Losing the Plot in a Land of Lost Souls; Theatre

The Evening Standard (London, England), February 4, 2010 | Go to article overview

Losing the Plot in a Land of Lost Souls; Theatre


Byline: HENRY HITCHINGS

REALLY OLD, LIKE FORTY FIVE National's Cottesloe, SE1 **

DEMENTIA is one of the greatest health issues facing us this century -- and one of the most divisive.

Recently, Terry Pratchett has spoken of the contemporary "care burden" caused by Alzheimer's disease, Martin Amis has called for euthanasia booths on street corners, and an Oxford University study has revealed that for every pound spent on dementia research 12 times as much is spent investigating cancer.

Tamsin Oglesby's new play takes a mostly comic view of these concerns. It's set in a dystopian future, where Britain is desperately overcrowded with infirm pensioners. Society is ravaged by Alzheimer's, and citizens when they grow old are invited to move into a care facility called The Ark in return for becoming pawns in medical trials.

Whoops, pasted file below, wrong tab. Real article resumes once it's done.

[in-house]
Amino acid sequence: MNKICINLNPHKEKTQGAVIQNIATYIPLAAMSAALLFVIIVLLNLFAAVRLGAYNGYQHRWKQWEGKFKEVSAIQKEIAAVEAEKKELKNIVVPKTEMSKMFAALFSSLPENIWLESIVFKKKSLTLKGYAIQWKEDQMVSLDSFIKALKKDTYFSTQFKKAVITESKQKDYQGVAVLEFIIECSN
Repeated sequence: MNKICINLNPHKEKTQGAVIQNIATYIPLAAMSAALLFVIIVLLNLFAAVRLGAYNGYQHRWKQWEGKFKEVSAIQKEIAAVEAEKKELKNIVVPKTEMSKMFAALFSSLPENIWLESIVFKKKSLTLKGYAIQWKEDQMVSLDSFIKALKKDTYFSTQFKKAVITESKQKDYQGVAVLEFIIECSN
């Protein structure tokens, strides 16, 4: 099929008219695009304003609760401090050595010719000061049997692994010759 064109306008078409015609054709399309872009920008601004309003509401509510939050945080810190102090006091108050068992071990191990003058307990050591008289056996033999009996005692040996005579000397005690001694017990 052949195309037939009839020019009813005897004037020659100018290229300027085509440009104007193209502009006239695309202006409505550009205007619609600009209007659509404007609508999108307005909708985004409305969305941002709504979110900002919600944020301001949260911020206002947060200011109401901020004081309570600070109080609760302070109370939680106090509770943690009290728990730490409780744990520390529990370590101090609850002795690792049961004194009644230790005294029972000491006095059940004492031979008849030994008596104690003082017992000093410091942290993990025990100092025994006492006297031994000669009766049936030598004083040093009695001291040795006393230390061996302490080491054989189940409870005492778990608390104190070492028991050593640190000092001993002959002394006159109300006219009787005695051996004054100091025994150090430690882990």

The unlovable bureaucrats behind The Ark occupy the upper tier of Lez Brotherston's neat set, devising strategies for dealing with the ageing population. Meanwhile, below them, two elderly sisters and their brother grapple with the indignities of age and the effects of their decline on the rest of their family. …

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Losing the Plot in a Land of Lost Souls; Theatre
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